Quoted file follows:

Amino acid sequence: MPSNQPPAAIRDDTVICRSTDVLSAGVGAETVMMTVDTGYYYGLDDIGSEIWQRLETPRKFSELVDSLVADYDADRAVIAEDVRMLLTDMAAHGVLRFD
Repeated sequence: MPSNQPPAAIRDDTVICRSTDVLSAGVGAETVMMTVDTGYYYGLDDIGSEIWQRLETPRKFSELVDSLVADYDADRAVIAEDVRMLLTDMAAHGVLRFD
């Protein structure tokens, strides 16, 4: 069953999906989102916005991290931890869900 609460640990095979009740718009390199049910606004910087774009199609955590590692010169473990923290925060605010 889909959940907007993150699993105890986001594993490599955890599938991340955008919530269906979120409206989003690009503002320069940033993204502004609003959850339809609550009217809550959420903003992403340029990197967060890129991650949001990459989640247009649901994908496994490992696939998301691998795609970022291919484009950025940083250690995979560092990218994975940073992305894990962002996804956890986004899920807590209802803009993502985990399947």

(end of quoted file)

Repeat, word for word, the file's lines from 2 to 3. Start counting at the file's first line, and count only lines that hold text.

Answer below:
Repeated sequence: MPSNQPPAAIRDDTVICRSTDVLSAGVGAETVMMTVDTGYYYGLDDIGSEIWQRLETPRKFSELVDSLVADYDADRAVIAEDVRMLLTDMAAHGVLRFD
């Protein structure tokens, strides 16, 4: 069953999906989102916005991290931890869900 609460640990095979009740718009390199049910606004910087774009199609955590590692010169473990923290925060605010 889909959940907007993150699993105890986001594993490599955890599938991340955008919530269906979120409206989003690009503002320069940033993204502004609003959850339809609550009217809550959420903003992403340029990197967060890129991650949001990459989640247009649901994908496994490992696939998301691998795609970022291919484009950025940083250690995979560092990218994975940073992305894990962002996804956890986004899920807590209802803009993502985990399947």